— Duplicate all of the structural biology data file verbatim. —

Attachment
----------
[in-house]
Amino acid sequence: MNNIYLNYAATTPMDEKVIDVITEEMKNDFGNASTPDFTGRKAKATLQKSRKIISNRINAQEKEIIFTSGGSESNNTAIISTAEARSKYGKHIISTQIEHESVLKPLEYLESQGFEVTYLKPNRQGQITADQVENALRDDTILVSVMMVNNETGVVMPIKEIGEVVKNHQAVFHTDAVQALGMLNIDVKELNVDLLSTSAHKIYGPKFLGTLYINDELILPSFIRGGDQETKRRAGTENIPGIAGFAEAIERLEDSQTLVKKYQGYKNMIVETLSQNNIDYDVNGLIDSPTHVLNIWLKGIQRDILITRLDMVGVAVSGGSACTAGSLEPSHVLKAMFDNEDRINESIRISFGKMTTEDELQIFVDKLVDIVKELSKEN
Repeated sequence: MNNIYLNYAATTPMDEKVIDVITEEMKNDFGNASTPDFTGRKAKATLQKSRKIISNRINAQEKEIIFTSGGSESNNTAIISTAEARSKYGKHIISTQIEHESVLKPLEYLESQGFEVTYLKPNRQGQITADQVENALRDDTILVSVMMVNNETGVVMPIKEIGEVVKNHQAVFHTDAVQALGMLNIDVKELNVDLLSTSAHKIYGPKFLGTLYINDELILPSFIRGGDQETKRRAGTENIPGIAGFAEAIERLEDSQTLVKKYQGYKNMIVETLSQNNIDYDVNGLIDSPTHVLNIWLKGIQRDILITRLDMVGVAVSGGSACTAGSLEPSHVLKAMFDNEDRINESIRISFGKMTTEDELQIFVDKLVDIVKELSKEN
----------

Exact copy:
[in-house]
Amino acid sequence: MNNIYLNYAATTPMDEKVIDVITEEMKNDFGNASTPDFTGRKAKATLQKSRKIISNRINAQEKEIIFTSGGSESNNTAIISTAEARSKYGKHIISTQIEHESVLKPLEYLESQGFEVTYLKPNRQGQITADQVENALRDDTILVSVMMVNNETGVVMPIKEIGEVVKNHQAVFHTDAVQALGMLNIDVKELNVDLLSTSAHKIYGPKFLGTLYINDELILPSFIRGGDQETKRRAGTENIPGIAGFAEAIERLEDSQTLVKKYQGYKNMIVETLSQNNIDYDVNGLIDSPTHVLNIWLKGIQRDILITRLDMVGVAVSGGSACTAGSLEPSHVLKAMFDNEDRINESIRISFGKMTTEDELQIFVDKLVDIVKELSKEN
Repeated sequence: MNNIYLNYAATTPMDEKVIDVITEEMKNDFGNASTPDFTGRKAKATLQKSRKIISNRINAQEKEIIFTSGGSESNNTAIISTAEARSKYGKHIISTQIEHESVLKPLEYLESQGFEVTYLKPNRQGQITADQVENALRDDTILVSVMMVNNETGVVMPIKEIGEVVKNHQAVFHTDAVQALGMLNIDVKELNVDLLSTSAHKIYGPKFLGTLYINDELILPSFIRGGDQETKRRAGTENIPGIAGFAEAIERLEDSQTLVKKYQGYKNMIVETLSQNNIDYDVNGLIDSPTHVLNIWLKGIQRDILITRLDMVGVAVSGGSACTAGSLEPSHVLKAMFDNEDRINESIRISFGKMTTEDELQIFVDKLVDIVKELSKEN